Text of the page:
Zest WEG, the South African subsidiary of Brazilian motor and controls manufacturer WEG, has progressively increased its level of local manufacturing over the past decade and now boasts six manufacturing sites – four in the Gauteng region and two in Cape Town.
A key aspect of this manufacturing drive has been the development of local suppliers by Zest WEG; an effort which has met with considerable success. “Building up our local supply chain is important, of course, in terms of meeting targets for black empowerment stipulated by the government and the mining industry, which is one of our main markets. Having said this, local sourcing is a value that is built into WEG’s culture globally and is nothing new for us,” says Eduardo Werninghaus, newly appoint Group CEO of Zest WEG.
Werninghaus notes that WEG started up in 1961 in the southern Brazilian state of Santa Catarina which was then very undeveloped with the local economy relying primarily on agriculture. “WEG really had no choice but to develop local suppliers, given the distance of its factory from Brazil’s main industrial centres. This programme met with such success – and made such economic sense – that it has now become the standard practice for WEG companies around the globe.”
Commenting on the benefits of local sourcing, Werninghaus says that it gives Zest WEG enhanced control over the production process and helps keep down costs. It also allows short delivery times, as there is less reliance on global markets for parts and componentry, a huge advantage currently given the constraints of the global supply chain. He adds that it has also made a major contribution to Zest WEG achieving its current Level 1 B-BBEE status.
Zest WEG gives considerable assistance to emerging companies that it brings into its supply chain, upgrading their skills so that they are able to produce to the demanding standards of the WEG Group. “We’re a very aggressive company when it comes to manufacturing and very focused on efficiency and productivity. This same culture has been successfully instilled into our South African operations, including our local suppliers,” he says.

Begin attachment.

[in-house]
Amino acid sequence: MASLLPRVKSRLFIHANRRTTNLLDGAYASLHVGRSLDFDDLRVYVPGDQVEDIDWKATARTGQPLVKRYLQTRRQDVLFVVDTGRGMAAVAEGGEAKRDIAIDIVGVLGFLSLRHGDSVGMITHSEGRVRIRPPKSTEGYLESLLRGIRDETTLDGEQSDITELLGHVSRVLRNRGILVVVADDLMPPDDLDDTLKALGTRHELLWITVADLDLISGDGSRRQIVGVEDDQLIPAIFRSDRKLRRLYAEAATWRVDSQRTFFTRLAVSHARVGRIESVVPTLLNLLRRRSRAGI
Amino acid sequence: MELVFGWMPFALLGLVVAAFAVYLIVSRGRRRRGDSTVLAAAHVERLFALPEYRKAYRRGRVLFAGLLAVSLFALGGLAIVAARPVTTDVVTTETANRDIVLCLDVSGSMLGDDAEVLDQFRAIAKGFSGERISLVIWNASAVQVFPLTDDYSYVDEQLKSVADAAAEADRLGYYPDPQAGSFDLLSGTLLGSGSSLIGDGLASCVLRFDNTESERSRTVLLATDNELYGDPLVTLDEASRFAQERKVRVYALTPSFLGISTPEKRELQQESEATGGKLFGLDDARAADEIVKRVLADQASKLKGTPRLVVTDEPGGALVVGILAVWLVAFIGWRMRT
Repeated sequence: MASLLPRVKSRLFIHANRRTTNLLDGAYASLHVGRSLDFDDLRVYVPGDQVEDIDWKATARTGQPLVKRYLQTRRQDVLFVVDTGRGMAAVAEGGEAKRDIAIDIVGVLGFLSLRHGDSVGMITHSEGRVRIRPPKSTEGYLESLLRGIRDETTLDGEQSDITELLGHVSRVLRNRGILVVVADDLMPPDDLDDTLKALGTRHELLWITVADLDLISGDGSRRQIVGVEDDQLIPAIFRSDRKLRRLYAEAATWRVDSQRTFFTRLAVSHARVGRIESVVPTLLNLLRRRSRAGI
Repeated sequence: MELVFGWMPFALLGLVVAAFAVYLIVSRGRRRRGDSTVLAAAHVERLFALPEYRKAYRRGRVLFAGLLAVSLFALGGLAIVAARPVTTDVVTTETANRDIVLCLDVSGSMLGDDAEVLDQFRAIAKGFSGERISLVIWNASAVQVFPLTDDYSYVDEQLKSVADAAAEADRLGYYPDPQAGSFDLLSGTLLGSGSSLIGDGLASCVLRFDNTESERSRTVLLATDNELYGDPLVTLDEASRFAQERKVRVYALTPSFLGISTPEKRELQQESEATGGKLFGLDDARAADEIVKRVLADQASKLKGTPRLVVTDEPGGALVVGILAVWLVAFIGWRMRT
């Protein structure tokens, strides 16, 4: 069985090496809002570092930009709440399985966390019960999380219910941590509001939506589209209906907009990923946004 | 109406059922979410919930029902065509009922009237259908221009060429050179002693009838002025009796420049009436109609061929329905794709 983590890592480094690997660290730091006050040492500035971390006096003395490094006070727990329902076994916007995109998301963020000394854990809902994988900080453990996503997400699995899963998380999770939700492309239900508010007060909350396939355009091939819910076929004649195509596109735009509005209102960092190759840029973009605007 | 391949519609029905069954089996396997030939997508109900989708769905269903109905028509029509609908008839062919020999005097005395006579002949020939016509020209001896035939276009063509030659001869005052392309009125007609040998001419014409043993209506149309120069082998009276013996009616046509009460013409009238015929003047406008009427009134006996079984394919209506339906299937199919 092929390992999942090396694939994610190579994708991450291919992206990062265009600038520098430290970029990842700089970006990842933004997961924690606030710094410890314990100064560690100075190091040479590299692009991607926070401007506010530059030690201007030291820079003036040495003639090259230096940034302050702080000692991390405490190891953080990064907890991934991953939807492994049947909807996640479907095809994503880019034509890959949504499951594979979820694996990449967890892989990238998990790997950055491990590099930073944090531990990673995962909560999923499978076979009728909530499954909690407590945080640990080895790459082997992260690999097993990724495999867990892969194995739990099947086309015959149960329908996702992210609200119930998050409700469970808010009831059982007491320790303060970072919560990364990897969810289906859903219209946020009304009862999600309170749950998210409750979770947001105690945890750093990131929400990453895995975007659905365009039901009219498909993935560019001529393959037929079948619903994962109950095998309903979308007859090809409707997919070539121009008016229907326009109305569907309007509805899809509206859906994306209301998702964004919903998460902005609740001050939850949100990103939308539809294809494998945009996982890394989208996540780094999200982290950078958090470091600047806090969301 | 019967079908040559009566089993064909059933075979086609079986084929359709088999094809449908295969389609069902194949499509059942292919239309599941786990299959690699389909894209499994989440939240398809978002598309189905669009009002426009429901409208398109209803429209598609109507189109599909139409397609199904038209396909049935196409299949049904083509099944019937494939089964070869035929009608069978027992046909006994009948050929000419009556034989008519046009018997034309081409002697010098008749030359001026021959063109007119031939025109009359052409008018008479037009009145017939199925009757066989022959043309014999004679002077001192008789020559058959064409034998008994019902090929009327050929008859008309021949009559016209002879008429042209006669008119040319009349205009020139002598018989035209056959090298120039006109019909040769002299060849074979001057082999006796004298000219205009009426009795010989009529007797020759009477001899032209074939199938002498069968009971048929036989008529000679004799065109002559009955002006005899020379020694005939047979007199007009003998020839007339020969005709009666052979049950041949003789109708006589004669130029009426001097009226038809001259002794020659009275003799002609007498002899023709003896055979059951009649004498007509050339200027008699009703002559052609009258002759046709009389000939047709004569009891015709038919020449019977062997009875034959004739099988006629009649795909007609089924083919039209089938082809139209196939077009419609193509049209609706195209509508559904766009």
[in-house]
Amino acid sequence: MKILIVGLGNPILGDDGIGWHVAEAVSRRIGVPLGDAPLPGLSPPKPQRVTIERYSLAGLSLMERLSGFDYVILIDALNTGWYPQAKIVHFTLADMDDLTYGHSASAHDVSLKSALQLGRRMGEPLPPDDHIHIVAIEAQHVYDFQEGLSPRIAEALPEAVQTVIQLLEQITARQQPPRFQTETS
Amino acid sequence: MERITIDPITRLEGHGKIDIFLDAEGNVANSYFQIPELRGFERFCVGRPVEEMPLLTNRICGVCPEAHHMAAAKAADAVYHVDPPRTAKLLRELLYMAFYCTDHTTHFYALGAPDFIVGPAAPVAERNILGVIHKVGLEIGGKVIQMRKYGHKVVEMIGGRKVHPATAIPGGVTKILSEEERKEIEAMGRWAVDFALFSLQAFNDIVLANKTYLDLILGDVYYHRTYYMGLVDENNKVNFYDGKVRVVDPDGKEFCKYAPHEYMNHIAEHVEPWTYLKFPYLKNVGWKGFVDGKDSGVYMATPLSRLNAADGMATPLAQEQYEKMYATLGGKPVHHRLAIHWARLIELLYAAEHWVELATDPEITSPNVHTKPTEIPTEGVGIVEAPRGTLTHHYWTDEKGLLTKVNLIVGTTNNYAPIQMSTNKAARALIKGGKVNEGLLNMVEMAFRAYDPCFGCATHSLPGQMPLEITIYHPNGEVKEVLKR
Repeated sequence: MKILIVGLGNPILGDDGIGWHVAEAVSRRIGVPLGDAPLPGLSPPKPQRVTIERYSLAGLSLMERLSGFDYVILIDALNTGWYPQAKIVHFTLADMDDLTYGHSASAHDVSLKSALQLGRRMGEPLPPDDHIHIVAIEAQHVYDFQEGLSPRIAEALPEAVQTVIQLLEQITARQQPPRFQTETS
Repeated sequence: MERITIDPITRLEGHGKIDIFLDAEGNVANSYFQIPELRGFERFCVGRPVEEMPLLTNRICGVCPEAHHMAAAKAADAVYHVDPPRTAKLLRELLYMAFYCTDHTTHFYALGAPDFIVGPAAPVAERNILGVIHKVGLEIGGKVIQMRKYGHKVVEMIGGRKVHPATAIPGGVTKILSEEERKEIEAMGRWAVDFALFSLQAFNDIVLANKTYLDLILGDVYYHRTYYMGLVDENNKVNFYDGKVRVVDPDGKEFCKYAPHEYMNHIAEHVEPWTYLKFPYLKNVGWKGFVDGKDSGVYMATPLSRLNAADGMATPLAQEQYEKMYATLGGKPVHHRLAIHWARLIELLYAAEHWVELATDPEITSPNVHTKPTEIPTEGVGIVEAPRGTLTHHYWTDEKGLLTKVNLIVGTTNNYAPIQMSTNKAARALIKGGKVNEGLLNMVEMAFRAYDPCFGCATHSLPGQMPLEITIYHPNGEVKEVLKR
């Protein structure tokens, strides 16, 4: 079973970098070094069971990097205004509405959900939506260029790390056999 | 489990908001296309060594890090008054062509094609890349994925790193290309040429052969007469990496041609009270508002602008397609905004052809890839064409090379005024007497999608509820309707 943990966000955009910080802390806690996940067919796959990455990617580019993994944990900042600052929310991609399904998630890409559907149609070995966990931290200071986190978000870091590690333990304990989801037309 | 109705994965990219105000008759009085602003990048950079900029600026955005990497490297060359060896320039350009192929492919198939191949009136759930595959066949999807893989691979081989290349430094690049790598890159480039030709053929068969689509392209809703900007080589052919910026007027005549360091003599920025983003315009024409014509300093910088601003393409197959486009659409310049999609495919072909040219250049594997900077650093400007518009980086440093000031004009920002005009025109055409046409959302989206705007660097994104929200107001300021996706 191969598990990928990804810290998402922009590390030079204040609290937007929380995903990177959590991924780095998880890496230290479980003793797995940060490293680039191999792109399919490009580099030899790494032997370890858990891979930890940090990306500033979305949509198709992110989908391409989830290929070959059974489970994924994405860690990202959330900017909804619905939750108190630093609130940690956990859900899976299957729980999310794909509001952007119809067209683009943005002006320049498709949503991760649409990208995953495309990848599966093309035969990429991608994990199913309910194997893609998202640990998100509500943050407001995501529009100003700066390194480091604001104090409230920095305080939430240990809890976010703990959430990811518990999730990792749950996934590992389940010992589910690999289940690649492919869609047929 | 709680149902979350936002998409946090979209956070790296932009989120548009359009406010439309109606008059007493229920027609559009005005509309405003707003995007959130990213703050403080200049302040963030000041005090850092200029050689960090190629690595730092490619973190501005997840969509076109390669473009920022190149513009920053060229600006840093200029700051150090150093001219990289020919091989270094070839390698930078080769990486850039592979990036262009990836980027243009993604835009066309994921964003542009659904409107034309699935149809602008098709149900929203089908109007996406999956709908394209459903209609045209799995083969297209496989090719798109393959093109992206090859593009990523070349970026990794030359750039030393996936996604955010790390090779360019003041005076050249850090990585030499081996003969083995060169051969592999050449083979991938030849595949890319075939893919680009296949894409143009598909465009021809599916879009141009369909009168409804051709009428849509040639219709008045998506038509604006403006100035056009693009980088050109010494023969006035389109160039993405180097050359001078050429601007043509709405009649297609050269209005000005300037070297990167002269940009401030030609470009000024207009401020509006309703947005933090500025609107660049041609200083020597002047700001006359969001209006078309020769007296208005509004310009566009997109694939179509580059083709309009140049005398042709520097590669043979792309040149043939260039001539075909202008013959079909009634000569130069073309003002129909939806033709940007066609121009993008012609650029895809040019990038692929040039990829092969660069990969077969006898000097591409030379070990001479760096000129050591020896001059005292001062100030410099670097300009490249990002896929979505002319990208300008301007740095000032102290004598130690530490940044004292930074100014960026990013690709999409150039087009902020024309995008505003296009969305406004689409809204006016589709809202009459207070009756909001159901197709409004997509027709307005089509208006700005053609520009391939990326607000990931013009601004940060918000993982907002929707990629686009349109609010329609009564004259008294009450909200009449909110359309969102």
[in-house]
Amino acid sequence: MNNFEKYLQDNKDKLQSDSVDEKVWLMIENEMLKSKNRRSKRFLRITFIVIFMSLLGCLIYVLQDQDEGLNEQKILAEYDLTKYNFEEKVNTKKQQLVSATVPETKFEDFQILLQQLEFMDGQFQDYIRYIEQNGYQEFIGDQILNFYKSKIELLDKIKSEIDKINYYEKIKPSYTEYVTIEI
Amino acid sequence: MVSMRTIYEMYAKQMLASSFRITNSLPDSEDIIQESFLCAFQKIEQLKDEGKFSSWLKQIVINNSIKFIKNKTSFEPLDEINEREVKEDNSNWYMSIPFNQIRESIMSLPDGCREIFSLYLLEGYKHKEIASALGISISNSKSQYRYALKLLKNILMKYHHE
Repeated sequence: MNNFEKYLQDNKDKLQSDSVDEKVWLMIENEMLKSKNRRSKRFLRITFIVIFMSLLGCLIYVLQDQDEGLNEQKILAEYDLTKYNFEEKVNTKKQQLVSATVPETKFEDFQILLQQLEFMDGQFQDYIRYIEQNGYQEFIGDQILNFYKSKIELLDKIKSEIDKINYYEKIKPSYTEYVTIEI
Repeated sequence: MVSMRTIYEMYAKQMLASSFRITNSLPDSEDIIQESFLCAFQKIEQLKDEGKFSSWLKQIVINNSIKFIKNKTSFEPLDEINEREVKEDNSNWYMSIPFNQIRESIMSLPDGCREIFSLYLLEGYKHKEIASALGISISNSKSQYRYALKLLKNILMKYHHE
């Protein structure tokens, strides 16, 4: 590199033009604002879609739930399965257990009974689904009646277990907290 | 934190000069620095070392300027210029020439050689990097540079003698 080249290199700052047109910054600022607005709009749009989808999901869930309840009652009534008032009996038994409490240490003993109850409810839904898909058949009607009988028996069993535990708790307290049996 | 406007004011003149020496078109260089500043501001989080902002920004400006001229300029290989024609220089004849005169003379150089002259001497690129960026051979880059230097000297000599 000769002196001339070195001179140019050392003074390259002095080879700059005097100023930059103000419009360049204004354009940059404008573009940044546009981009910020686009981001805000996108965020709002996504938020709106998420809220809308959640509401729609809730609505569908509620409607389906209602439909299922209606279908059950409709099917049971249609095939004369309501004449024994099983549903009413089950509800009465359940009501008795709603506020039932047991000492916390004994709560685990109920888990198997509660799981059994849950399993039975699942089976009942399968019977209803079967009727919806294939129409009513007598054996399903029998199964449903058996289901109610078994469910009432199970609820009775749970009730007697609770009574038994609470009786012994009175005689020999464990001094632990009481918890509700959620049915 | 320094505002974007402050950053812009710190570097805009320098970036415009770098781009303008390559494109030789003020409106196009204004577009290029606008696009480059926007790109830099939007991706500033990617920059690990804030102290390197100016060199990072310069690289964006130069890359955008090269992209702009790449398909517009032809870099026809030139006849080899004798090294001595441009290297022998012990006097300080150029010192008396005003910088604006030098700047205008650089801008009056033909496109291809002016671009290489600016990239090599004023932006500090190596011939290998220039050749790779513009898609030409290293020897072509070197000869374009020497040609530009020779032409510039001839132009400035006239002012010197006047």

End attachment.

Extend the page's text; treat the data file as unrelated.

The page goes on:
In Gauteng Zest WEG has two transformer factories. One is in Wadeville and the other in Heidelberg. Also in Gauteng, Zest WEG – through its WEG Automation division (previously Shaw Controls) – produces a wide range of electrical panels in Robertsham and E-Houses and other electrical enclosures in Heidelberg. In Cape Town, the company has two production facilities, one producing engineered gensets and the other focused on panel production.
Discussing how far local manufacture has advanced, Werninghaus says that the transformers can have more than 90% local content and panels and E-Houses close to 70% depending on the specifications.
“It’s virtually impossible to get to 100 % local content on any of the product lines we manufacture in South Africa, as there will always be certain things that have to be imported due to technical and economic reasons,” he comments. “Nevertheless, we are constantly looking for opportunities to replace imported componentry with locally produced parts so our level of local content will certainly increase further with time.”